Do you plan to give inheritance money to your kids?
It was in early 2019 when the Alags received an unexpected call from their uncle, a retired doctor and a widower in his 80s, who expressed his desire to gift the family a three-bedroom house in one of the capital cities in north India. Living in rented accommodations all their life, the Alags, a family of two college-going children, a grandparent, and two working parents in their late forties, were elated. “It meant uprooting ourselves from our base in Delhi and moving to Chandigarh, but we were happy doing it. Both my children had left for colleges in different states anyway, and my husband was looking to relocate his business. So, we were happy making the move,” says Manveen Kaur Alag.
Had Manveen’s uncle put off this decision to bequeath the property until after his death, the Alags might not have appreciated the gift as much as they are doing today. “This inheritance came at an apt time. Relocating to our own house helped saved a substantial amount that was being spent on rent. Our living expenses also have significantly reduced in this city, which has given us some wriggle room with mounting education and medical expenses of children and mother-in-law,” adds Manveen.
Herein lies the benefits of giving away wealth when children need it the most. But should everyone exercise this choice? How much should be doled out and how much should be saved for emergency use?
Transfer of wealth from parents to children and loved ones is an age-old tradition followed across cultures and countries globally. And while a typical way of thinking about inheritances revolves around the well-being of heirs, there are several other factors that often dictate the choices people make.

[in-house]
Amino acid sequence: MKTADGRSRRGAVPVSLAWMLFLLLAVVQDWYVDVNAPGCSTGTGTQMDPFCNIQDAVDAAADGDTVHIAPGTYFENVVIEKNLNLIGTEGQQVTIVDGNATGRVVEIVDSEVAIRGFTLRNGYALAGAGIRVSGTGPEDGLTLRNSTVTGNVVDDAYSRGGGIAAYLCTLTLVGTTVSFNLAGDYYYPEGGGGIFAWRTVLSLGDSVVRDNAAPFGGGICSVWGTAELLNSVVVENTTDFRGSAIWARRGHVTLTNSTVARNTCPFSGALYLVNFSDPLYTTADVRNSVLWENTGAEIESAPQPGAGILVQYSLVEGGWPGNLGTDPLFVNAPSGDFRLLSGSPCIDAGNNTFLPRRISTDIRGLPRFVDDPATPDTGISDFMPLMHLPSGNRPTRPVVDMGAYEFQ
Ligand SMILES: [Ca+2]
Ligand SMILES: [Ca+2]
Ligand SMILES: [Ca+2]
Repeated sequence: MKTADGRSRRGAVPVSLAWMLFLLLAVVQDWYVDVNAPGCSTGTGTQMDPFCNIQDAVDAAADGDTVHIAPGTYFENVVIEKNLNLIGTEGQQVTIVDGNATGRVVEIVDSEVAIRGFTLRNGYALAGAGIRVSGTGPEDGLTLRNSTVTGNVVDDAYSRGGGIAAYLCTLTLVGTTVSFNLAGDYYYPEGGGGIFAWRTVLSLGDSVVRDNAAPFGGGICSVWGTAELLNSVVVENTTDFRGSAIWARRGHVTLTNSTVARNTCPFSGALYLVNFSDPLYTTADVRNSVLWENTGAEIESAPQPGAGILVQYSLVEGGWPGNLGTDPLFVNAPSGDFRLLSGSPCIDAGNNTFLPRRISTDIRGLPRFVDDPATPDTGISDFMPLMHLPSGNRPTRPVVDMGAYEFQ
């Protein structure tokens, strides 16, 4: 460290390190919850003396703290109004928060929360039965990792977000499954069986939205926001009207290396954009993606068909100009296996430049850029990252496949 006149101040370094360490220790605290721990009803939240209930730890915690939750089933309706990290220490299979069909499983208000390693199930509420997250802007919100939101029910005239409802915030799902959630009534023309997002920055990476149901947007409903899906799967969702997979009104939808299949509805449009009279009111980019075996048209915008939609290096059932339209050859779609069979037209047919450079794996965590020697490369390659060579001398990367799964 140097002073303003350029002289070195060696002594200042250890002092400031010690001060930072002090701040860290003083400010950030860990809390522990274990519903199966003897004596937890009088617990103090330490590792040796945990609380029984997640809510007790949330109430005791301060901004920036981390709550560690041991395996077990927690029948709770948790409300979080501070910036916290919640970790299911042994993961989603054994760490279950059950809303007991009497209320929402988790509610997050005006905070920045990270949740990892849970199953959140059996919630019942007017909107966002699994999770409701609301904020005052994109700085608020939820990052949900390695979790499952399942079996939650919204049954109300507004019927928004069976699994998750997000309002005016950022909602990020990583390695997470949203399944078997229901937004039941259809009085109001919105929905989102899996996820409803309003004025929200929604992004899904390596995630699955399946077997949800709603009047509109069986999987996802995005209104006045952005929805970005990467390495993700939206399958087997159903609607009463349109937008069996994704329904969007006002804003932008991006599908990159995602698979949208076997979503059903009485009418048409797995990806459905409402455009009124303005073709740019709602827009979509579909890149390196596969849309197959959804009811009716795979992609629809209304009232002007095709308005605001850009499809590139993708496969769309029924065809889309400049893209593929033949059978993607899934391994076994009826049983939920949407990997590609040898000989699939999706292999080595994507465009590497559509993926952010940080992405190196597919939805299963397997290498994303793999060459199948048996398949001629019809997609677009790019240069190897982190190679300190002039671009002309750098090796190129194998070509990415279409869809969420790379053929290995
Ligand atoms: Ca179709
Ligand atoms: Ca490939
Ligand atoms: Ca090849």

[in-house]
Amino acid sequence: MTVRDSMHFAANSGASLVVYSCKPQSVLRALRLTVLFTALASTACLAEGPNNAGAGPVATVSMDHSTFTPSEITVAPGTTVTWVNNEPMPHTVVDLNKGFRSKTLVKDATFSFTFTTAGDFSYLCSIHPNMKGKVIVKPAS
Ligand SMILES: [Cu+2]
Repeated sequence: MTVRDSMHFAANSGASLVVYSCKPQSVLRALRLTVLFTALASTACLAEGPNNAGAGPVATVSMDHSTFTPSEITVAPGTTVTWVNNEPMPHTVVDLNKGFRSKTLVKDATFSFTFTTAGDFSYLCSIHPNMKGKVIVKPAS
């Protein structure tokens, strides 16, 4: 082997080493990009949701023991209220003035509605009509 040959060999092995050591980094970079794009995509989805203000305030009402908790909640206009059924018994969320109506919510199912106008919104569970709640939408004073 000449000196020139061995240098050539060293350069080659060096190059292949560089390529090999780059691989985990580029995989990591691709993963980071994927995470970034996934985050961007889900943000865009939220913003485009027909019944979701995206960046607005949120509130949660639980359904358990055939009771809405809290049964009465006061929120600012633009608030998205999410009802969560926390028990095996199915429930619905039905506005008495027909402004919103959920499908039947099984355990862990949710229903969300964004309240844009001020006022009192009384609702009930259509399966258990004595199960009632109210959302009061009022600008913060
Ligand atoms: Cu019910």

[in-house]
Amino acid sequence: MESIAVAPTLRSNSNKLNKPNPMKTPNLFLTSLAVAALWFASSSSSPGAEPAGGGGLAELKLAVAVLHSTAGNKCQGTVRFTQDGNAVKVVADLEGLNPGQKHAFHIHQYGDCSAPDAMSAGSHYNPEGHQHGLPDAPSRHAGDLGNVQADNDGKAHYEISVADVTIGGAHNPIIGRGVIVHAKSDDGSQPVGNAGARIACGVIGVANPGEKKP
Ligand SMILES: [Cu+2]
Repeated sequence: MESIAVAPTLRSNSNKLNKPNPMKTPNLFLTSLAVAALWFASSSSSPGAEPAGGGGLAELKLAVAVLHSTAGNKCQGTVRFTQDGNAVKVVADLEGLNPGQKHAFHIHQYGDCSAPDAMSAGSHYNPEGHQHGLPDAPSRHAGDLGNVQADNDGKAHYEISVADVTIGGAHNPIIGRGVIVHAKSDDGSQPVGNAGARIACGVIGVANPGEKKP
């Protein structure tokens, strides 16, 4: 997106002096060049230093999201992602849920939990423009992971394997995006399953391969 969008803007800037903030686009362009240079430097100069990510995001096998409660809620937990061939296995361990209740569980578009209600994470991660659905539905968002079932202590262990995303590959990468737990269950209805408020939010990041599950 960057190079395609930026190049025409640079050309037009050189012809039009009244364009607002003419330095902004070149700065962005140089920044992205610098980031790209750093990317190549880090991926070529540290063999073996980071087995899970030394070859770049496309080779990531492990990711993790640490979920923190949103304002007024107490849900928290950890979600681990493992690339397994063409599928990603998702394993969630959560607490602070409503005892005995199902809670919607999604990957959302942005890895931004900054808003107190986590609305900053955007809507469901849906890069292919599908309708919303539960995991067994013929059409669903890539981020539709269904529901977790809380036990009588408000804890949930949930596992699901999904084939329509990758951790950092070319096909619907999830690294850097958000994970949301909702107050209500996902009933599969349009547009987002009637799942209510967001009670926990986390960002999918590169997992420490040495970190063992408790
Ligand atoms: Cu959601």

Rising longevity and medical expenses
Take the average age of people when receiving inheritance, for instance. It is between 51 and 61 years in many developed countries. This means, some people receive it in their 40s, while some acquire parents’ assets when they are in their 70s or later. This age group is likely to shift further in coming years with increasing longevities and growing retirement lifespans.
According to the Fidelity Retiree Health Care Cost Estimate, an average retired couple aged 65 in 2021 may need approximately $300,000 to cover healthcare expenses in retirement. Now these estimates are for the US but are indicative of the substantial chunk of money that can go in funding good health or medical expenses in sunset years.
“We suggest people to avoid transfer of wealth during their lifetime to beneficiaries. What if you end up having long-term care needs because of an illness that might require you to spend a disproportionately larger sum. And if you have already transferred majority of your assets to someone else, which may have been used for important investments such as buying a house, or educating a child, it will be very difficult to regain access to it. Our belief is, unless you are very wealthy, you’re better off creating succession planning tools to come into effect post death, rather than during your lifetime. If you want to give small gifts, etc, that’s fine,” says Vishal Dhawan, CEO, Plan Ahead.